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A Unanimous NLRB Sacks the College Athletes Players Association's Attempt to Organize College Athletes

August 18, 2015

On August 17, 2015, a unanimous National Labor Relations Board (the Board) dismissed the representation petition filed by the College Athletes Players Association (CAPA). In March 2014, CAPA petitioned the Board to represent the grant-in-aid scholarship students on the varsity football team. The Director for Region 13 of the Board, found that grant-in-aid scholarship students, who played football for Northwestern University's varsity football team, were employees as defined by the National Labor Relations Act (Act) and could vote to have CAPA represent them in a representation election held by the Board. Northwestern University and College Athletes Players Association, NLRB Case No. 13-RC-121359. Northwestern appealed to the Board. While the appeal was pending, the football players were allowed to vote, but the ballots were impounded and not opened.

In its decision, the Board refused to assert jurisdiction over Northwestern's varsity football team because it would not "effectuate the policy of the National Labor Relations Act." The Board gave several reasons for its decision:

  • The overwhelming majority of competitors in the Football Bowl Series (FBS) division, in which Northwestern competes, are public institutions which the Board cannot assert jurisdiction over. In the FBS, 125 universities compete and only 17 are private universities over which the Board has jurisdiction.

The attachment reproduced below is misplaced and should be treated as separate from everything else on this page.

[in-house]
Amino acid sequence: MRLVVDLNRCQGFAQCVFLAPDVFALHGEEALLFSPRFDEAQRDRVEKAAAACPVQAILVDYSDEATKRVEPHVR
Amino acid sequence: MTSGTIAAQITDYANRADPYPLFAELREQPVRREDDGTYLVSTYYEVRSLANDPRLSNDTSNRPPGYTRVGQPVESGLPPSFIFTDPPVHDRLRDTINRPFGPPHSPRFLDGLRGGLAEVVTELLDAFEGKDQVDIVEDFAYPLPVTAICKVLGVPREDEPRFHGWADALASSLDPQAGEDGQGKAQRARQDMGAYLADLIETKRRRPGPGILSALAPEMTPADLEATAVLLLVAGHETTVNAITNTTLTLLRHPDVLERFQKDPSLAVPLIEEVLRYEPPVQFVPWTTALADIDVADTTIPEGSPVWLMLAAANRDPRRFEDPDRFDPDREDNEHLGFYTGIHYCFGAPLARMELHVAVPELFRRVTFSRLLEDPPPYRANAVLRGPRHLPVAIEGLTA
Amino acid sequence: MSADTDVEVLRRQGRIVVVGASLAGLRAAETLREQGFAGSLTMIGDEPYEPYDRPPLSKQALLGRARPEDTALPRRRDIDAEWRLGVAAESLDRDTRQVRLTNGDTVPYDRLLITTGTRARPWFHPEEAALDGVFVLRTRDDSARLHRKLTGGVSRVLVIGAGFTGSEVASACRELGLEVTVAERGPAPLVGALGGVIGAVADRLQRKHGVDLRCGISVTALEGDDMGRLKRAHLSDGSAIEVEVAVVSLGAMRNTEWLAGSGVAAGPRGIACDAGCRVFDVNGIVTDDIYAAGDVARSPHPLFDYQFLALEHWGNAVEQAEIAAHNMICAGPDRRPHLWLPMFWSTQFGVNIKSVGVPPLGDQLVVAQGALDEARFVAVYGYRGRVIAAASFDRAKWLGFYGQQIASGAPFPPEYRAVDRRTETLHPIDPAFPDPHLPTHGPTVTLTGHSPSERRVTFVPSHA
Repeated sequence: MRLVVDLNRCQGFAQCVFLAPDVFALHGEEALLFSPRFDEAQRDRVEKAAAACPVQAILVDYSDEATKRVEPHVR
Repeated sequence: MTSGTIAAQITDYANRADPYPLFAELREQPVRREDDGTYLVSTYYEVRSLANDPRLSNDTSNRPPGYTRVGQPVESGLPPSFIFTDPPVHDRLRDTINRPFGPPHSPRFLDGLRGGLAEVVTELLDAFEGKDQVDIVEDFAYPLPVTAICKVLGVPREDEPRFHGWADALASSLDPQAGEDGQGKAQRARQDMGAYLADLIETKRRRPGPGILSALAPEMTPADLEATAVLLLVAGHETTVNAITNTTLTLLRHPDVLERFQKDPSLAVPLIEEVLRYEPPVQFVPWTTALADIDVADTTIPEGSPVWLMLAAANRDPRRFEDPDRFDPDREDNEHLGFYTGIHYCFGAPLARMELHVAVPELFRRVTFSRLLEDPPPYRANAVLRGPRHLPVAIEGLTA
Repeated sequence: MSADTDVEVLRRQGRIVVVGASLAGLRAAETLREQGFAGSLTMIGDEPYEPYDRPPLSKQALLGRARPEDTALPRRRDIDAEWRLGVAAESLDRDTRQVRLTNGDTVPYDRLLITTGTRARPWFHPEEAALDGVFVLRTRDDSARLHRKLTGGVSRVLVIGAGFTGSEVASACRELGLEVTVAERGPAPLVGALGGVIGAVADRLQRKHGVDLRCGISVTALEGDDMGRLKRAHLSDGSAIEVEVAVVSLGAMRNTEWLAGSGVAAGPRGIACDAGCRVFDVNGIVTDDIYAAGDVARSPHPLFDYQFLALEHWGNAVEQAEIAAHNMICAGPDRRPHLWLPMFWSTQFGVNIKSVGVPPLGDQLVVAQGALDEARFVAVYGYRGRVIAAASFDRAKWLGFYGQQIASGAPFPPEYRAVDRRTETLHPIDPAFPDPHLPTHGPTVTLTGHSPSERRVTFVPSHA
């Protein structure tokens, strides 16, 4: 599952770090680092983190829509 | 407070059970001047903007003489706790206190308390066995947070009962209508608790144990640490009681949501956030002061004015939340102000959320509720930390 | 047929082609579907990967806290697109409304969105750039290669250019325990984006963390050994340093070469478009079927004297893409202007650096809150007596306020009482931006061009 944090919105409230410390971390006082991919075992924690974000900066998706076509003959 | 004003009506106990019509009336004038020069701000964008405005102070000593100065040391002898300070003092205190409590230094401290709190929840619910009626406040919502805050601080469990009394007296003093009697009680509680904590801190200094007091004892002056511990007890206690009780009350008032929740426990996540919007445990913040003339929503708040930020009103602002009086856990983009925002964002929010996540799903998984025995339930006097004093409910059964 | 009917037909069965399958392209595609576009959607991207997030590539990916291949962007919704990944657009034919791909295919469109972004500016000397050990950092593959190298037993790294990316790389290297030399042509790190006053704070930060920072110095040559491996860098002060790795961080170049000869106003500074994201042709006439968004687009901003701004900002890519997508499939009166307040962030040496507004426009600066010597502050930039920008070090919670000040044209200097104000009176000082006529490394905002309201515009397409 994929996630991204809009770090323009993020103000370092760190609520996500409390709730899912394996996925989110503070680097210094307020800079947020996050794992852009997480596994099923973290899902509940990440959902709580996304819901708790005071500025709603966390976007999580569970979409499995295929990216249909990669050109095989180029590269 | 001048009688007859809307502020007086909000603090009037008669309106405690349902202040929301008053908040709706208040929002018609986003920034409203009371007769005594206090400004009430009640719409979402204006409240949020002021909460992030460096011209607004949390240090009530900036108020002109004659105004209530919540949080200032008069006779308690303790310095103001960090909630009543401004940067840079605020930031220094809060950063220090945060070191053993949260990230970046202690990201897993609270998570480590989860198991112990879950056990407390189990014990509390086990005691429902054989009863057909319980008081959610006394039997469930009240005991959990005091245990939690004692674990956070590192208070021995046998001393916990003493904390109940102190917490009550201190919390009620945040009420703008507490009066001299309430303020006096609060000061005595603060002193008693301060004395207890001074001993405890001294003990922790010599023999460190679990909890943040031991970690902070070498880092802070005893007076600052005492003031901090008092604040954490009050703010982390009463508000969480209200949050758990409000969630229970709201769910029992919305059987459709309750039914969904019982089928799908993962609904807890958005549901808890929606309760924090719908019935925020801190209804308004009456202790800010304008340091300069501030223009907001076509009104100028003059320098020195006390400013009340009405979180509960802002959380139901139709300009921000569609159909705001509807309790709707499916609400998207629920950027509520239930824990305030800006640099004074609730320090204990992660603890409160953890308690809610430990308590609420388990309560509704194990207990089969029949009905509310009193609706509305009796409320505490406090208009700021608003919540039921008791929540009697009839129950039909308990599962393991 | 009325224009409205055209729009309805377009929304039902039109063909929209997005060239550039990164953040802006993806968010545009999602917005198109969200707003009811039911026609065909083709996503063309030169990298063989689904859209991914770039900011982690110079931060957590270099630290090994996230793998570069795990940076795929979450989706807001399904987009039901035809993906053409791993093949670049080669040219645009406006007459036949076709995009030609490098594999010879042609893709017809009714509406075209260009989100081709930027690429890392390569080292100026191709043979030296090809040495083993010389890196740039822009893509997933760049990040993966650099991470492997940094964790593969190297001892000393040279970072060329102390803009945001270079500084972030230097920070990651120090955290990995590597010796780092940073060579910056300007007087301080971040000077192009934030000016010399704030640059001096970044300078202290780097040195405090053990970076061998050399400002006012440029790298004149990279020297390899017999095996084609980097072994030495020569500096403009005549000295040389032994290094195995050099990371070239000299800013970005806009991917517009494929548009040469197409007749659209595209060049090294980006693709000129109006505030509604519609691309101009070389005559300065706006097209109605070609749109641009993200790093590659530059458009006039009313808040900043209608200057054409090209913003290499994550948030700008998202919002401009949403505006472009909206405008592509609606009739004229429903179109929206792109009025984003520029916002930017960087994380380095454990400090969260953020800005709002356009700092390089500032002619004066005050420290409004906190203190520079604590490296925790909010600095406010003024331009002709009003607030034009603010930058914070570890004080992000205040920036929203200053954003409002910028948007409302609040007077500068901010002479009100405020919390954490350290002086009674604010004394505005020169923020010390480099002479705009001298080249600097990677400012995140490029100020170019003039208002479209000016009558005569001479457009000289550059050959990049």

• In Northwestern's case, it is the only private university in the Big Ten. The remaining 13 schools are state universities which the Board cannot assert jurisdiction over. Asserting jurisdiction over Northwestern would not promote stability in labor relations in the Big Ten.
  • The nature of college sports leagues gives the Big Ten Conference and the National Collegiate Athletic Association control over Northwestern's varsity football team and its athletes. The Big Ten and NCAA pass rules regulating scholarship players, including requiring them to enroll as full-time students and meet various academic requirements.
  • As a result, labor issues involving only one team, like Northwestern, would also affect the NCAA and Big Ten and other member institutions. According to the Board, "it would be difficult to imagine any degree of stability in labor relations: if the Board asserted jurisdiction in a single team case."

The Board dismissed the CAPA petition.

The Board did not address whether scholarship players were employees. The Board reserved the right to address this approach if the circumstances of the underpinnings of the Board's conclusions regarding jurisdiction warrant reassessment.

The Board may revisit this issue if presented with different facts or where considering a different collegiate sport such a basketball.

If you have any questions, please contact Thomas P. Brady at (313) 965-8291 |, or another member of Clark Hill's Labor and Employment Law Practice Group.

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